London Labour and the London Poor

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OUP Oxford, Oct 14, 2010 - History - 528 pages
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London Labour and the London Poor is an extraordinary work of investigative journalism, a work of literature, and a groundbreaking work of sociology. It originated in a series of articles for a London newspaper and grew into a massive record of the daily life of Victorian London's underclass. Mayhew conducted hundreds of interviews with the city's street traders, entertainers, thieves and beggars which revealed that the 'two nations' of rich and poor were much closer than many people thought. By turns alarming, touching, and funny, the pages of London Labour and the London Poor exposed a previously hidden world to view. The first-hand accounts of costermongers and street-sellers, of sewer-scavenger and chimney-sweep, are intimate and detailed and provide an unprecedented insight into their day-to-day struggle for survival. Combined with Mayhew's obsessive data gathering, these stories have an immediacy that owes much to his sympathetic understanding and highly effective literary style. In its imaginative power the work can justly be regarded as the greatest Victorian novel never written. This new selection offers a cross-section of the original volumes and their evocative illustrations, and includes among other features an illuminating introduction to Henry Mayhew and the genesis and influence of his work.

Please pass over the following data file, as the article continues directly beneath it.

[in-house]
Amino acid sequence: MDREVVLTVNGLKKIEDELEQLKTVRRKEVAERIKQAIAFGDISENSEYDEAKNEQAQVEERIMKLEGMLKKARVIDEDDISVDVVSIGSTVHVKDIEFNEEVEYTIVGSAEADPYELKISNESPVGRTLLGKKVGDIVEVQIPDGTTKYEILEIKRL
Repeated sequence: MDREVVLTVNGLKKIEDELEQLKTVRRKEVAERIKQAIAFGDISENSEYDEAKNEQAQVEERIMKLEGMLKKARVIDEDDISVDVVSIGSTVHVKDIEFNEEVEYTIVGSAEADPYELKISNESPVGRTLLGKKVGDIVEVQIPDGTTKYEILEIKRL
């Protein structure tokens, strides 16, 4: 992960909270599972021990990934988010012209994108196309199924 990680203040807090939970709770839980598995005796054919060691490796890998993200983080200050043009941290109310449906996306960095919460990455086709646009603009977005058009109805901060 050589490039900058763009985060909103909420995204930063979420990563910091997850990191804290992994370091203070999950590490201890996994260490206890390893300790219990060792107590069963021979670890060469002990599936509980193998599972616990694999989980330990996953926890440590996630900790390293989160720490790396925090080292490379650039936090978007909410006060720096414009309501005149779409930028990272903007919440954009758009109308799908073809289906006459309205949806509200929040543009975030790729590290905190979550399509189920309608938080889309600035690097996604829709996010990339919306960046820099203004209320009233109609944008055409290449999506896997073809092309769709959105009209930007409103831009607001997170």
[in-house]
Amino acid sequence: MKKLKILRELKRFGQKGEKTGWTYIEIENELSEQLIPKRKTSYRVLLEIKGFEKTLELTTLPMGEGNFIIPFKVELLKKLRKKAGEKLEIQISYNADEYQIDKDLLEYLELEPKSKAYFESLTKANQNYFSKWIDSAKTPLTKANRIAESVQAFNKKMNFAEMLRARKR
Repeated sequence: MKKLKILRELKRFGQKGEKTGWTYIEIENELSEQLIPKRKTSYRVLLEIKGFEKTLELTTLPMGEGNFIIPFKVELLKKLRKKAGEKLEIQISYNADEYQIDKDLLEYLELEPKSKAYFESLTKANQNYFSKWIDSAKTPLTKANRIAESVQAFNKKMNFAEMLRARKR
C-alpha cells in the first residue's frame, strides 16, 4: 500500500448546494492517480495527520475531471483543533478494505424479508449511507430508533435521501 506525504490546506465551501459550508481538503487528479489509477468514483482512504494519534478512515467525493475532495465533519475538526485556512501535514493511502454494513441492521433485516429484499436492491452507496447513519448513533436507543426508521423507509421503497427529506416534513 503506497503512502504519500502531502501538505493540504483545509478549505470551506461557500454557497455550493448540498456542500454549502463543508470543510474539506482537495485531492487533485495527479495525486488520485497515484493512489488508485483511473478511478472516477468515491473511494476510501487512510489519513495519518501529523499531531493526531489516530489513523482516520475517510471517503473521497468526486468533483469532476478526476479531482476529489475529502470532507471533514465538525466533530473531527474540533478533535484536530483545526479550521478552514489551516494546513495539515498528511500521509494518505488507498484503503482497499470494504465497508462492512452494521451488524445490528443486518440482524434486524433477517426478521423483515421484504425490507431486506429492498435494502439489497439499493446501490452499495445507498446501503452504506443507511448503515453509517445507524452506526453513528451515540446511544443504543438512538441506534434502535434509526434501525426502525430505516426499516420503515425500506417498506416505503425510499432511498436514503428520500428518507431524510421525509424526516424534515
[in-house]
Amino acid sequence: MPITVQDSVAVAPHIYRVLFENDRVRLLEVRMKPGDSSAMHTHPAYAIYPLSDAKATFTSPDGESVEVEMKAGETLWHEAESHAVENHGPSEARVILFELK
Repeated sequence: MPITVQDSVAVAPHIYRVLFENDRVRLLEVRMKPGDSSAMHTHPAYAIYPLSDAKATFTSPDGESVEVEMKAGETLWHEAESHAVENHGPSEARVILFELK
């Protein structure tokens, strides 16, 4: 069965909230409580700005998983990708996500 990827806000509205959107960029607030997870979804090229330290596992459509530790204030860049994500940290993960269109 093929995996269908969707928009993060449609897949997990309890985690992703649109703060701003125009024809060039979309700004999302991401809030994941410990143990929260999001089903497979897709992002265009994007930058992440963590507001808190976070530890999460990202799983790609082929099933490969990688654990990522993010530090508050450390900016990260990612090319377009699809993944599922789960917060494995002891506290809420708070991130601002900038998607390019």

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About the author (2010)

Henry Mayhew was a journalist, novelist, dramatist, and social investigator, born in London in 1812. He was one of the founding editors of Punch and went on to produce some of the most important journalism of the nineteenth century. His series of articles on 'Labour and the Poor' attracted wide notice and eventually grew into a massive four-volume work. He died in 1887. Robert Douglas-Fairhurst writes regularly for the Daily Telegraph and Times Literary Supplement and has previously edited Dickens's A Christmas Carol and Other Christmas Books and Great Expectations for OWC. He is the author of Victorian Afterlives: the Shaping of Influence in Nineteenth-Century Literature (OUP, 2002).

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